Ductless Vs. Ducted Heat Pump: Which One Is Better?
Heat pumps offer an alternative to central heating or furnaces. They basically take the warm area from one area and move it over to another. They are more efficient than furnaces, which burn fuel to create that heat source.
But is the better choice to go with ductwork or a ductless option? Ducted heat pumps heat the whole home and do so pretty efficiently. They might not be the best to look at but they offer convenience. Ductless installations are cheaper and you don’t have to worry about dust or vermin in the ducts. But they only heat one room, which means you need to have several to heat the entire home.
What is a Heat Pump?
Before we go any further, it helps to know what the difference is between a heat pump and a furnace. Typically speaking, you will find the latter in most residential structures. They are a central heat source that carries heat through the ducts and into individual rooms.
Whereas a furnace creates that heat through the burning of a fuel, heat pumps take the warm area from one area and move it to another. Heat pumps are a much “greener” option than furnaces since they are not burning any fuels.
And despite its name, heat pumps can also function as an air conditioner since it uses the same process but in reverse. It takes the hot air out of your home and moves it outdoors. So having a heat pump is actually quite versatile.
Ductless vs. Ducted
At first blush, the answer to the question “what is the difference between the two” is obvious. But there is more to it than that. For one, you can use a heat pump with ducts to heat your whole home. You can’t do that with ductless.
Because there are no ducts, ductless heat pumps are meant to heat the room they are in. For smaller spaces, that may suffice. For larger homes, however, it can create an imbalance in temperatures from one room to the next.
Ducted heat pumps tend to keep a more consistent temperature throughout the home. That increased efficiency means having to run it less, which results in lower energy costs. While there may be larger installation costs for a ducted unit, it could wind up saving lots in the long run.
The Pros of Ductless Heat Pumps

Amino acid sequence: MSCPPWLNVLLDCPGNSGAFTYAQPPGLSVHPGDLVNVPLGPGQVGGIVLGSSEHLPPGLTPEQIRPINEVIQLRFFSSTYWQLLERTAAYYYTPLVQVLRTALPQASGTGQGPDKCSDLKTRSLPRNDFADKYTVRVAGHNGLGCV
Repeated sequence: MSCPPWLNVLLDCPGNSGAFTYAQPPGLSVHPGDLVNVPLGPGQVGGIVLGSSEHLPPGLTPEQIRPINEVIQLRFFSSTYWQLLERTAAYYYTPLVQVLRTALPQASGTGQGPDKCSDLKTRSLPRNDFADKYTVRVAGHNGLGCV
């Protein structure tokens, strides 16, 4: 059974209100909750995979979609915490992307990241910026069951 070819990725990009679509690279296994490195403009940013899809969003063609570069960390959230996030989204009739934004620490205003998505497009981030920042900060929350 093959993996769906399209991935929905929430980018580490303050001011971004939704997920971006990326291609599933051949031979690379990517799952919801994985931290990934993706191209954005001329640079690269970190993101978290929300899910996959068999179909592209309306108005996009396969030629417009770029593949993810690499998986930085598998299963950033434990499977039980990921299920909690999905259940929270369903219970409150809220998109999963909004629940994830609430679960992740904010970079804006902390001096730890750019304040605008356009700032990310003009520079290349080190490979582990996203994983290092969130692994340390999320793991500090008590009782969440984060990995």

There are more than a few perks of going with a ductless pump. These are also known as mini-split heat pumps (mini-splits for short). Because there are no ducts they blow the warm or cool air into the room directly. Here are the most notable pros of going with this style.
One of the biggest perks of a ductless heat pump is that it is minimal in terms of intrusion. All it takes is a small hole in the wall to install them, which means far less in installation costs upfront (they aren’t a DIY project, though).
For smaller homes or smaller budgets, ductless heat pumps can be installed quickly and easily, adhering to most budgets. For one or two-room use, a single heat pump can do the job without the need to install more expensive ductwork.
There is a greater importance than ever before in terms of efficiency in energy use. Many have the goal of leaving a smaller carbon footprint but even more still simply want to save on their energy bills. Either reason is fine and finding a more efficient method becomes key.
For that reason, ductless heat pumps are a great choice. They can cut heating costs by as much as 60% compared to electric systems and cooling costs by 30% compared to traditional air conditioners. If you want lower utility bills, going with a ductless setup is a great place to start.
Cons of Ductless Heat Pumps
While there are more than a few things to like about ductless heat pumps, they are far from perfect. Here are just a few of the most common detriments to having a ductless heat pump.
Sure, ductless heat pumps tend to be a lot less ugly and cumbersome than your average window air conditioner. That said, they aren’t going to win awards for home design anytime soon. They jut out from walls and can be quite intrusive no matter how sleek in construction they are.
While they are easy to install, there is the issue of heat and cool distribution. For one room, ductless heat pumps are fine. But if you are trying to heat or cool more than one room on a single pump, you will run into problems. Uneven heat and cool distribution means less efficiency, which all adds up at the end of the day.